Known for such women in prison nasties as Barbed Wire Dolls and Love Camp, Jess Franco has been pumping out films steadily since the late 1950s and at this point in his long and storied career has over two hundred films under his belt. While the content and premise of Women Behind Bars might make it seem like an ideal project for Franco, sadly it's not nearly as remarkable as the sensational title would lead us to believe.
A gang of thugs lead by a man named Perry pull off a diamond heist aboard a fancy yacht and make it away with the loot. Once they're free and clear, Perry wastes the men who helped him pull off the robbery hoping to keep the diamonds for himself. Imagine Perry's surprise when his girlfriend, Shirley (Lina Romay), finds out that he's been screwing around on him and freaks out and kills him! Shirley is sent off to a woman's prison to server out her sentence but soon finds herself in a bit of a pickle. Though Shirley killed Perry not out of greed but out of jealousy, many believe she murdered him to keep the diamonds for herself. As such, there are those who want that information - an insurance investigator named Milton Warren (Roger Darton) and the warden of the prison (Ronald Weiss) - and who will do whatever they deem necessary to Shirley in order to make her talk. The only hope Shirley has is a private investigator named Bill (Jess Franco) who has been hired by the owner of the yacht to get back the gems but Bill is under orders to kill the woman as soon as he frees her and has her lead him to the treasure.
Shot in France with a nifty cast of Franco regulars, Women Behind Bars looks nice even if the director's over reliance on the zoom lens is in full swing throughout the picture. The locations are pretty and the cinematography, while not particularly remarkable, is at least competent and somewhat stylish in spots.
While the locations are pretty enough, believable they are not. The prison which Shirley is sent to after the murder is really just a big fancy house surrounded by a cyclone fence and only two guards seem to have been assigned to securing it. From the looks of things, it would take someone in average physical condition all of about two minutes to break out of the joint! Seeing as the bulk of the picture plays out here, this winds up being a pretty significant strike against the picture.
Unfortunately, the film itself is quite dull. Yes, there is the notorious scene where poor Lina has her girl parts electrocuted and there is some softcore girl on girl coupling as well as a whole lot of nudity but not a whole lot happens in the film. It's too dull to be a good film and it doesn't offer enough exploitative thrills to work very well as a trash movie and as such it sort of fizzles out. That's not to say that the picture is completely without worth, however. The electroshock theme does leave a lasting impression and Lina is smoking hot throughout the film. Additionally, Franco is fun as the private investigator and his many fans will enjoy seeing him in a prominent action her role here. Unfortunately, that's just not enough to make this one essential, at least for the casual viewer - the Franco completists will likely find much more of worth here than anyone else.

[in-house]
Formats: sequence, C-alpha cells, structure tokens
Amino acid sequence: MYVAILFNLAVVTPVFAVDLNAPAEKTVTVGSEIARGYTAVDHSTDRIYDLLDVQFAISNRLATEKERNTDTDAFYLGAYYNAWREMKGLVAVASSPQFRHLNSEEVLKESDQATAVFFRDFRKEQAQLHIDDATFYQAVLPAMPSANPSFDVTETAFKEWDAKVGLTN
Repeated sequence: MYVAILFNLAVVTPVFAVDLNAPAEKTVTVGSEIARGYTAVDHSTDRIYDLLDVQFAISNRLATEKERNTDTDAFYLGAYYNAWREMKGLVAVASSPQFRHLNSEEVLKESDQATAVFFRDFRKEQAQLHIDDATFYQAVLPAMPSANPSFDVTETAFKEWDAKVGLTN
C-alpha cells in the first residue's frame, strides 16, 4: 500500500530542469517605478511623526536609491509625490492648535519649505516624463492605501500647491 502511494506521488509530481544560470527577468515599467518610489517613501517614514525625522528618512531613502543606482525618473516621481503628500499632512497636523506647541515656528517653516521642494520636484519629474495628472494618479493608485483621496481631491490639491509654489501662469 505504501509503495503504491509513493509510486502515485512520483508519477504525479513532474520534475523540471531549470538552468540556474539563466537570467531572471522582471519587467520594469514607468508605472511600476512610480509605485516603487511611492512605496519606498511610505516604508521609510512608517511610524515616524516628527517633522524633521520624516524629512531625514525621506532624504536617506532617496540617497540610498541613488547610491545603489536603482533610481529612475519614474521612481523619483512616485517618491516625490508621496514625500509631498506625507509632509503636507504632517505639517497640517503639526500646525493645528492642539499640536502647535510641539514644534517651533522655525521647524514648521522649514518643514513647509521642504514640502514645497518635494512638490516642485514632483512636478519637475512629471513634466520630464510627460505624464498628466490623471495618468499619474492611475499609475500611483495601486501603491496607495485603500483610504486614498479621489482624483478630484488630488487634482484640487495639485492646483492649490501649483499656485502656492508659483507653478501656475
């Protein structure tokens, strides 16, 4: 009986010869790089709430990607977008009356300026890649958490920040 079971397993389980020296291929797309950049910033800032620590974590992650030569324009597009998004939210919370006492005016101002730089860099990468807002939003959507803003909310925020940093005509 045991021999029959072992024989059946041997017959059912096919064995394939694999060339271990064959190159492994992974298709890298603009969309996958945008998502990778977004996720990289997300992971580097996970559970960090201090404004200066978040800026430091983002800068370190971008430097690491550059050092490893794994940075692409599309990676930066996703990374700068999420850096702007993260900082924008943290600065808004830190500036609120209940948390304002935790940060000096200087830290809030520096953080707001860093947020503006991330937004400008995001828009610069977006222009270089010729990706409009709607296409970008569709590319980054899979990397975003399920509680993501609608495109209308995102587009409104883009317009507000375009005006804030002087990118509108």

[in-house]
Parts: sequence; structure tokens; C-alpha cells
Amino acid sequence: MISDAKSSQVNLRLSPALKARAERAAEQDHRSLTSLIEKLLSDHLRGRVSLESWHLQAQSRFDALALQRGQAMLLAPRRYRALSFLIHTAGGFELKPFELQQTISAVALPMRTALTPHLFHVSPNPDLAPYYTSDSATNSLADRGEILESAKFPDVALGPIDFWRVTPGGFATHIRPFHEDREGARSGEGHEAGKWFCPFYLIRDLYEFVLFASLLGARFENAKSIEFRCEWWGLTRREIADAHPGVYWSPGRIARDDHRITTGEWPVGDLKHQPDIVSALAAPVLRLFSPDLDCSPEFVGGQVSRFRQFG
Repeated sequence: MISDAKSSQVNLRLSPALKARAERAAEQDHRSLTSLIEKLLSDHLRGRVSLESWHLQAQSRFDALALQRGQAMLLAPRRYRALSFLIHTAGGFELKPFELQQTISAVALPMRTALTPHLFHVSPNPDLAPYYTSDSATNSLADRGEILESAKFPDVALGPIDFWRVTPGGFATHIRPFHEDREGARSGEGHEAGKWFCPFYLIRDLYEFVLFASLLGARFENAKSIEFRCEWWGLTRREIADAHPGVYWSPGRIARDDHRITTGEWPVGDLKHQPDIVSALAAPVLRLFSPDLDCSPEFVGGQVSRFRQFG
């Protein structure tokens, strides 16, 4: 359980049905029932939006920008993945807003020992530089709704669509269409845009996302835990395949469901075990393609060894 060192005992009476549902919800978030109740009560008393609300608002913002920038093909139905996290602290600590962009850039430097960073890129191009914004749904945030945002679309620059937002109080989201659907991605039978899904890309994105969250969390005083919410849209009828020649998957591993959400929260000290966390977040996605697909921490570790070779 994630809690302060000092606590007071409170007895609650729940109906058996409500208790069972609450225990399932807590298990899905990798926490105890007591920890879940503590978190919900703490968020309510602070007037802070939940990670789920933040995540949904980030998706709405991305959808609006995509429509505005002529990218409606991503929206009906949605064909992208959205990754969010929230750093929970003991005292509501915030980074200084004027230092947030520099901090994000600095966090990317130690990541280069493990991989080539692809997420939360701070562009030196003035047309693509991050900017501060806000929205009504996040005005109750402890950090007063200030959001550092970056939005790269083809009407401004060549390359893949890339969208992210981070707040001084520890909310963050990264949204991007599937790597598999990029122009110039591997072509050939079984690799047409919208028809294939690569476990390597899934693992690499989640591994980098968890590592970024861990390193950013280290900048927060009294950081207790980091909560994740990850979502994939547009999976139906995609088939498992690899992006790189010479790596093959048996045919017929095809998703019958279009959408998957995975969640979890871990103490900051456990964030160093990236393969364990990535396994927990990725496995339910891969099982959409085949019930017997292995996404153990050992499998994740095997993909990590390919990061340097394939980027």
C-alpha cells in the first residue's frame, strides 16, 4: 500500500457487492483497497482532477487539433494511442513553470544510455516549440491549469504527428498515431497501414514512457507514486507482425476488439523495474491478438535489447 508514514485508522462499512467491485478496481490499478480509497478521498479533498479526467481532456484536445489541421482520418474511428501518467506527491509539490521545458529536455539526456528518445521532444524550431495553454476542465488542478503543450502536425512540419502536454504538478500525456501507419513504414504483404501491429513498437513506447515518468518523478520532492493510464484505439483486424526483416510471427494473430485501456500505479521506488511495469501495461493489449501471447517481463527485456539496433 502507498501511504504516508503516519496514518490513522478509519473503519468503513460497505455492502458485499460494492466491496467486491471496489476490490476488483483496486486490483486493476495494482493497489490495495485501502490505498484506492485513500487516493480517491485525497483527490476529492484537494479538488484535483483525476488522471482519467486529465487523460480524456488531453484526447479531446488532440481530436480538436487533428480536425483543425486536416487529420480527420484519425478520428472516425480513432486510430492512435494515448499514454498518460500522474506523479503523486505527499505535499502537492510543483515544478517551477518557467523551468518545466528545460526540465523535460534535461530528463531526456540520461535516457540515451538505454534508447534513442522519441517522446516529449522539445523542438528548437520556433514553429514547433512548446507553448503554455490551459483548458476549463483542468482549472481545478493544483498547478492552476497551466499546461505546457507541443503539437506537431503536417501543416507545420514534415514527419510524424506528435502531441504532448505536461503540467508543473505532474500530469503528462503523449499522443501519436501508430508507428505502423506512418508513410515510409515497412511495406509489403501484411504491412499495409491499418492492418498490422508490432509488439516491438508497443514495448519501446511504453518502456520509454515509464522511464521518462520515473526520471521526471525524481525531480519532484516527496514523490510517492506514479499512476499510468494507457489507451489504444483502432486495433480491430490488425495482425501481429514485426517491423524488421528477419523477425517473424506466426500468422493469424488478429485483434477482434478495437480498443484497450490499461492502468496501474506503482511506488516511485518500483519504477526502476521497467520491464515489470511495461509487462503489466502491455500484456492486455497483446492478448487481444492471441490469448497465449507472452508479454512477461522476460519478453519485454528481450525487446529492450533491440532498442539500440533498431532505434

Blue Underground's 2.35.1 anamorphic widescreen transfer looks nice and sharp on this new DVD. Color reproduction looks quite good and aside from a bit of mild grain in some scenes there aren't really any visible defects on the picture. Mpeg compression is never a problem and there are only a few scenes where some mild edge enhancement is present. Foreground and background detail looks nice and clear while flesh tones look lifelike and accurate.
The sole audio track on this disc is an English language Dolby Digital Mono mix and for the most part, it's fine. Some scenes sound a bit flat and the dubbing at times is a bit hokey but you won't have any problems following the dialogue. The score is mixed in nicely as are the sound effects and there are no problems with hiss or distortion at all. It would have been nice to see some of the alternate languages that exist for the film included (the German release from X-Rated Kult contained English, French and German audio tracks) but at least the quality of the English dub here is decent.
The main supplement on this disc is an interesting seventeen-minute on camera video interview with Jess Franco entitled Back Behind Bars in which the director talks about the making of the film and tells some interesting stories about its production history. Cigarette in plain view the entire time, Franco talks about his penchant for the zoom lens, his thoughts on pornography, and more. Some interesting footage of the French locations used for the film as it appears today is also included. Though Franco speaks in English, his accent is thick - Blue Underground have included optional English subtitles for this interview.
Additionally, Blue Underground has also supplied a French language theatrical trailer for the film (presented in anamorphic widescreen with optional English subtitles), some animated menus and chapter stops. The DVD keepcase is housed inside a slipcase and an insert containing the Blue Underground DVD catalogue can also be found inside the packaging.
Die-hard Franco fans and women in prison film completists are definitely going to want this one even if Women Behind Bars is far from the best film in the director's vast filmography. Blue Underground's presentation looks and sounds great and the interview with Franco is a nice bonus. Not an essential release but one that comes recommended for fans of the genre and the director (who will certainly enjoy the interview) and who know what to expect from this type of picture. Everyone else will want to rent it or skip it all together.
Ian lives in NYC with his wife where he writes for DVD Talk, runs Rock! Shock! Pop!. He likes NYC a lot, even if it is expensive and loud.